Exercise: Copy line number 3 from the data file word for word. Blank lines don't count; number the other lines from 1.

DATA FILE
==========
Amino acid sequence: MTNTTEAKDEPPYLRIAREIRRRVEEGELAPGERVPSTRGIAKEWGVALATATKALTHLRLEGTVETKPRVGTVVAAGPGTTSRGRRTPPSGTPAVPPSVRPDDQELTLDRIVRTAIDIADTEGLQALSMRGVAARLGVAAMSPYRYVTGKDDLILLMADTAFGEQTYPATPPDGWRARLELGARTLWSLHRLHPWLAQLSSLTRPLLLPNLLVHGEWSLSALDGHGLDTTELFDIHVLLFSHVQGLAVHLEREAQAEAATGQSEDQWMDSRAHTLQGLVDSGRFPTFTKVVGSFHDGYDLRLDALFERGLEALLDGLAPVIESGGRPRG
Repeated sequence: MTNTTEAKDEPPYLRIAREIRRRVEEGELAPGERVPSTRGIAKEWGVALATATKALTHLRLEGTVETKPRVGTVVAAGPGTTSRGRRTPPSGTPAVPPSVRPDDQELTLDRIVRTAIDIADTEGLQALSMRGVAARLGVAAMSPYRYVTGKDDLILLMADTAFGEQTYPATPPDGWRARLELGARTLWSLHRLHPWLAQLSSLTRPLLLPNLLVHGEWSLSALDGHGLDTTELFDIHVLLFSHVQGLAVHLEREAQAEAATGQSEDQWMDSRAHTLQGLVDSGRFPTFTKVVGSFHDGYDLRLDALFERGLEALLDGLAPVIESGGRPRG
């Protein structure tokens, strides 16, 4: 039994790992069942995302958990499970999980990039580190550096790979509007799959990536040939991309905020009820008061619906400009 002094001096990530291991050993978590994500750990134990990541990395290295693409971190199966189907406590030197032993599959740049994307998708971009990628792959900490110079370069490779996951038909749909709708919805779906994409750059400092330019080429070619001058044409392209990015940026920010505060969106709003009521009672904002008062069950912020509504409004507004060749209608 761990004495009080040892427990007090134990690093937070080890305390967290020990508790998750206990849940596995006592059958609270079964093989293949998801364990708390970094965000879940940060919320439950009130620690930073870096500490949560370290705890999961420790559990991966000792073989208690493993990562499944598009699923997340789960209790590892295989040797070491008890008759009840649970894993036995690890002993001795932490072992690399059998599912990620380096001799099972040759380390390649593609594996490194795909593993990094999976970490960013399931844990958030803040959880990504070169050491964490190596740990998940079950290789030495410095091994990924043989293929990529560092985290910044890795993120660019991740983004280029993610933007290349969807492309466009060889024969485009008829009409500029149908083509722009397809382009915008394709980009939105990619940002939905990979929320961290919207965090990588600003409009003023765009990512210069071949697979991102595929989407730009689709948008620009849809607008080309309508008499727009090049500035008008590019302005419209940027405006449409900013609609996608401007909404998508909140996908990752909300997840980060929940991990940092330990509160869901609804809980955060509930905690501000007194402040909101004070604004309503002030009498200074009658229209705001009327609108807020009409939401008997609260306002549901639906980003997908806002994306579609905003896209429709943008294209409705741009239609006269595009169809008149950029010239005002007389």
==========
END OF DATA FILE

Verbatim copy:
């Protein structure tokens, strides 16, 4: 039994790992069942995302958990499970999980990039580190550096790979509007799959990536040939991309905020009820008061619906400009 002094001096990530291991050993978590994500750990134990990541990395290295693409971190199966189907406590030197032993599959740049994307998708971009990628792959900490110079370069490779996951038909749909709708919805779906994409750059400092330019080429070619001058044409392209990015940026920010505060969106709003009521009672904002008062069950912020509504409004507004060749209608 761990004495009080040892427990007090134990690093937070080890305390967290020990508790998750206990849940596995006592059958609270079964093989293949998801364990708390970094965000879940940060919320439950009130620690930073870096500490949560370290705890999961420790559990991966000792073989208690493993990562499944598009699923997340789960209790590892295989040797070491008890008759009840649970894993036995690890002993001795932490072992690399059998599912990620380096001799099972040759380390390649593609594996490194795909593993990094999976970490960013399931844990958030803040959880990504070169050491964490190596740990998940079950290789030495410095091994990924043989293929990529560092985290910044890795993120660019991740983004280029993610933007290349969807492309466009060889024969485009008829009409500029149908083509722009397809382009915008394709980009939105990619940002939905990979929320961290919207965090990588600003409009003023765009990512210069071949697979991102595929989407730009689709948008620009849809607008080309309508008499727009090049500035008008590019302005419209940027405006449409900013609609996608401007909404998508909140996908990752909300997840980060929940991990940092330990509160869901609804809980955060509930905690501000007194402040909101004070604004309503002030009498200074009658229209705001009327609108807020009409939401008997609260306002549901639906980003997908806002994306579609905003896209429709943008294209409705741009239609006269595009169809008149950029010239005002007389």